The Real Deal New York

Judge rules against sponsors in two 20 Pine ILSA cases

October 01, 2010 11:00AM
By David Jones

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20 Pine Street

A federal district court judge denied an attempt by the sponsors of the 20 Pine Street condominium to throw out two cases under the Interstate Land Sales Full Disclosure Act.

The plaintiffs, NU-Chan LLC and Pei-Ching Chu, filed their lawsuits in early 2009 against 20 Pine Street to rescind their contracts for a $670,000 unit and a $925,000 unit, respectively, saying the owners failed to file the required documents with the department of Housing and Urban Development.

U.S. District Court Judge Paul Crotty ruled against motions from both sides for summary judgment, but lawyers for the plaintiffs say that the ILSA cases have been combined and will likely proceed to full trial. He stated that the law does in fact apply to condo properties in New York and that buyers can bring a claim for damages against a developer within three years of signing a purchase agreement.

“This decision will have a significant impact on the many pending ILSA litigations in New York City,” said Lawrence Weiner, who represents the plaintiffs. “This is the first ILSA case where the developer directly challenges ILSA’s application to New York City condominiums. Several other developers have recently started making this argument.”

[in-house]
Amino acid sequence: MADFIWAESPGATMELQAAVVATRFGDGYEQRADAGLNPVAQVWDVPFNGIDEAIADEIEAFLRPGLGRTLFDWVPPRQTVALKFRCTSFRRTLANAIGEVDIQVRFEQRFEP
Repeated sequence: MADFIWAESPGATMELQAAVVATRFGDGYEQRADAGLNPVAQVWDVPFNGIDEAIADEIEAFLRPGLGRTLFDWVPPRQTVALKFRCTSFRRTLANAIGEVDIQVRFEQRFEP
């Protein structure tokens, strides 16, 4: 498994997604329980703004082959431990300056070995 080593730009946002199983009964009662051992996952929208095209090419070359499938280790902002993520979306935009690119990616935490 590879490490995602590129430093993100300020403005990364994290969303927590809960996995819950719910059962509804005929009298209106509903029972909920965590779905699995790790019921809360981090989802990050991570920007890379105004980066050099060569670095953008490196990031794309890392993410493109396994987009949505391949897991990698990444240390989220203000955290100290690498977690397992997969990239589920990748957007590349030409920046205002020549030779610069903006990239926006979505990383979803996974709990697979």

The plaintiffs failed to file a complaint within the two-year limitation to get automatic rescission of the contracts, but they are still allowed to file claims for damages.

The court also ruled that there is no exemption under ILSA for 20 Pine, despite the fact that the condo previously operated as a commercial office building. Lawyers for 20 Pine argued that the building qualified for the “improved lot” exemption, but the judge ruled that that would only apply if the building had already been converted to residential use and was ready for occupancy before the units sold. The improved lot exemption allows buildings to be exempt from ILSA if they are previously ready for residential use before sales begin.

The judge finally ruled that Nu-Chan does have standing in the case, despite the fact that the entity was assigned the apartment from the original purchaser, a man named Michael Nucatola. The Nu-Chan firm is a limited liability company in which Nucatola and his business partner, Jeffrey Chan, were sole members.

Lawyers for 20 Pine said they were evaluating the ruling, but looked forward to moving ahead with the case.

“We were pleased that the plaintiffs were denied summary judgment,” said Aaron Abraham attorney for 20 Pine. “We are analyzing what the effect will be.”

Weiner said the case is likely to go to a full-fledged trial before a final decision is rendered.

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